GI Lymphoma Panel

Diagnose GI Lymphoma with the use of a simple blood test. When used in conjunction with an ultrasound, avoid the need for biopsy, and get the answers you need.

Gastrointestinal (GI) disease

Differentiating GI Lymphoma from Inflammatory Bowel Disease (IBD) continues to be a challenge in many patients, especially cats. When ultrasound is suggestive and biopsy is not an option, alternative pathways to diagnosis are needed. The VDI Cancer Panel is a test, when used in conjunction with an ultrasound, that can help rule-in LSA in the suspected GI patient. The development of the  GI Lymphoma Panel was aimed at improving the detection of small cell LSA and better separating groups for better sensitivity and specificity in the GI differential.

Biomarker Overview

GI Lymphoma Panel is a 4 biomarker panel, 3 of which (along with age) are integrated into the primary diagnostic algorithm: Neoplasia Index®. The markers are:

  • Thymidine Kinase Type 1 (TK1): DNA Proliferation Marker
  • Haptoglobin (HPT): Inflammatory Marker for cats / C-Reactive Protein (CRP): Inflammatory Marker for dogs.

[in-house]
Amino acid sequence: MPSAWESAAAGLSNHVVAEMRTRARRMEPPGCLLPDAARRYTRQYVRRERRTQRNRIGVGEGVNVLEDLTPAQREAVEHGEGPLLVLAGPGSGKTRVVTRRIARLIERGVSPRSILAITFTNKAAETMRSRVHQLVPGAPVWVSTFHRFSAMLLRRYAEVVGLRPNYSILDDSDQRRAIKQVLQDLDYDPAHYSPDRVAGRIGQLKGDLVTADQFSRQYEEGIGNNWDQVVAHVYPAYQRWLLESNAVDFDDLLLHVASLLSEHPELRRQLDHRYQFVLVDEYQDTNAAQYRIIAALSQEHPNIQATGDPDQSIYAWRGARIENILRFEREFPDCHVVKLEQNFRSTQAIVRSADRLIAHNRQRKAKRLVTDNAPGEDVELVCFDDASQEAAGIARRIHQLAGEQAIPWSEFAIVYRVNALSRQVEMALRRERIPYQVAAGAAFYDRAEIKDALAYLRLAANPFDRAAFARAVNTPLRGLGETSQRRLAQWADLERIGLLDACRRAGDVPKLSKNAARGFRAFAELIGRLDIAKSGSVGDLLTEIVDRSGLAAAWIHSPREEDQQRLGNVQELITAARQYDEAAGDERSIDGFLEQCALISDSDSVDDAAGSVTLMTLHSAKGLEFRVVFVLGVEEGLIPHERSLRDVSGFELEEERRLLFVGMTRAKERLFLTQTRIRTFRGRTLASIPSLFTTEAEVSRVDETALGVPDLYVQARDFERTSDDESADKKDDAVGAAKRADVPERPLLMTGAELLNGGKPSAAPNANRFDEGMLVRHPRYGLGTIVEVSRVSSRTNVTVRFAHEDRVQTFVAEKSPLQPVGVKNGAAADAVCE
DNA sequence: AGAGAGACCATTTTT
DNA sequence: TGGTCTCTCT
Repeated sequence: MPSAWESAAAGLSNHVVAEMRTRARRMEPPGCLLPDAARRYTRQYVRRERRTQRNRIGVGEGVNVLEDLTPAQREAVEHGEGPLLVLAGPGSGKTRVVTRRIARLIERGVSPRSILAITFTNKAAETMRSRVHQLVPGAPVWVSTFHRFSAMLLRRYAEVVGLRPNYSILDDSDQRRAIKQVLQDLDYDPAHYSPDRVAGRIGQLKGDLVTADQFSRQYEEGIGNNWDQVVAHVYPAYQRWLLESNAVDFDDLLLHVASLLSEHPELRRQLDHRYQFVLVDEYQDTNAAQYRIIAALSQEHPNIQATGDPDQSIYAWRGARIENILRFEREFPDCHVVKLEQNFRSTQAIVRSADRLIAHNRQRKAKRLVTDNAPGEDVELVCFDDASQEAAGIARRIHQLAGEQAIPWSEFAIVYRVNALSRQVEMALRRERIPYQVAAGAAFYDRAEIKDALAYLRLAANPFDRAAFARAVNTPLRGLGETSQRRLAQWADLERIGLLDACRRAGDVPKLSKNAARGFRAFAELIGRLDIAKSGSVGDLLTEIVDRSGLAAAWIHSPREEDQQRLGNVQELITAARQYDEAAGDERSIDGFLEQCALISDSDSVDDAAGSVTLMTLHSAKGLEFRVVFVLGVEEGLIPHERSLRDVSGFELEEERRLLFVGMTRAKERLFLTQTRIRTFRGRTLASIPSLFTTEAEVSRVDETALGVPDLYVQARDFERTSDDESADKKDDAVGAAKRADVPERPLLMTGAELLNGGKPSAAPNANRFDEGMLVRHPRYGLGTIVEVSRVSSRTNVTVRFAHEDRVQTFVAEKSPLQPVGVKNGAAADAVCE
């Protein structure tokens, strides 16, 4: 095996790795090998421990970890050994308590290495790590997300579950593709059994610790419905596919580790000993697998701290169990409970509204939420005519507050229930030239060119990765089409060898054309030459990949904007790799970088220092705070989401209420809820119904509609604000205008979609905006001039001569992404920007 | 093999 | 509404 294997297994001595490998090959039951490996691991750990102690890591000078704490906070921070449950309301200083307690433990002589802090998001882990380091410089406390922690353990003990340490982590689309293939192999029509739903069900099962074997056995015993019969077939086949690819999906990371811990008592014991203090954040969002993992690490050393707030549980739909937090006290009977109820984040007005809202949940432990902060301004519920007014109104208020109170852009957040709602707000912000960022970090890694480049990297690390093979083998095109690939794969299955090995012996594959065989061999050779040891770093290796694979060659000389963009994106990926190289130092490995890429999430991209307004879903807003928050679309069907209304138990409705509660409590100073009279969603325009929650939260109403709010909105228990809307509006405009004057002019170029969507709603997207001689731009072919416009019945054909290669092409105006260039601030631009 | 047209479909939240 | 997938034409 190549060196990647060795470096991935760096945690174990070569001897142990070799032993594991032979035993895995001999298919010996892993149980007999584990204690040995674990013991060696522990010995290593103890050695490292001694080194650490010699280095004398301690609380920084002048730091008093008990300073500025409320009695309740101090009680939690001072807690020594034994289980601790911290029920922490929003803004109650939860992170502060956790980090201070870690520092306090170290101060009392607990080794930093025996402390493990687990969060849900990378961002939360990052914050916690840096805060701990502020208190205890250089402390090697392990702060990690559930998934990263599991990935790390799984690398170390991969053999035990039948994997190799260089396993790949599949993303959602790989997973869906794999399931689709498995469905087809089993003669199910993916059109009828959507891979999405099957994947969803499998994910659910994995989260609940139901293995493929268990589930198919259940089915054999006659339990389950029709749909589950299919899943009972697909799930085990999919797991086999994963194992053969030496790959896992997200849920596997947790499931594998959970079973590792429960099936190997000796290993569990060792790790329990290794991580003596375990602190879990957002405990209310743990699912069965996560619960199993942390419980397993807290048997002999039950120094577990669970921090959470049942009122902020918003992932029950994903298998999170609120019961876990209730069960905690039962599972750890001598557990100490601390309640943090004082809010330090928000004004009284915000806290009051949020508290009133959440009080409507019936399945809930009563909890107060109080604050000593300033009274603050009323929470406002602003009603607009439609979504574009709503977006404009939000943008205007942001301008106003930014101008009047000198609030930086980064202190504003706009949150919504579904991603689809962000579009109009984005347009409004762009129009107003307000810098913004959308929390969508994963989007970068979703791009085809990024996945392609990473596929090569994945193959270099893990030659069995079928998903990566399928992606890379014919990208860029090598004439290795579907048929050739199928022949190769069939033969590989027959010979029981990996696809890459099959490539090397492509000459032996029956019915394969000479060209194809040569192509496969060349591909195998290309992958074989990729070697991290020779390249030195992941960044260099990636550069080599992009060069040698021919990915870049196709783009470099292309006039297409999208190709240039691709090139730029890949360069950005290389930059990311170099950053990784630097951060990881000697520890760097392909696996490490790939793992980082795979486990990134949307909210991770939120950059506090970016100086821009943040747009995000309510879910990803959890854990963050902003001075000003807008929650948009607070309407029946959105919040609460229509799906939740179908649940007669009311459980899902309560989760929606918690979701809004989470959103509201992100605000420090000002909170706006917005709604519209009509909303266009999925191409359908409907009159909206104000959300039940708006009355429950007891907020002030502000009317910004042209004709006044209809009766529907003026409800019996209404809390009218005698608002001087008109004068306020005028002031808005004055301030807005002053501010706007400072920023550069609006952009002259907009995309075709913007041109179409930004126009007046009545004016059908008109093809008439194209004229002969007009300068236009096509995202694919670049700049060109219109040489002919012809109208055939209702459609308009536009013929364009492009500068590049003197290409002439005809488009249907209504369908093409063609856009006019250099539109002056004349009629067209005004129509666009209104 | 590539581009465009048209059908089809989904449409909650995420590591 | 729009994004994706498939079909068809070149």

• Cobalamin (B12): Essential Vitamin affected by and affecting GI IBD/LSA
  • Folate: Essential Vitamin involved in DNA synthesis


TK1, an enzyme responsible for the production of thymidine during cell division, is a proliferation marker of dysregulated replication – a hallmark of cancer. When cell cycles become disrupted/abnormal the TK1 salvage pathway is triggered. In LSA, TK1 values can get exceedingly high.


Cancer is an inflammatory disease. When inflammation is present, cancer may be the cause of that inflammation.  The major systemic marker of inflammation in cats is Haptoglobin (HPT) and C-Reactive Protein (CRP) in dogs. 


Cobalamin is an essential vitamin that plays a number of crucial roles – among them, DNA synthesis. When B12 deficiency exists, cell cycles are incomplete/abnormal resulting in the activation of the TK1 salvage pathway, up-regulating TK1 expression.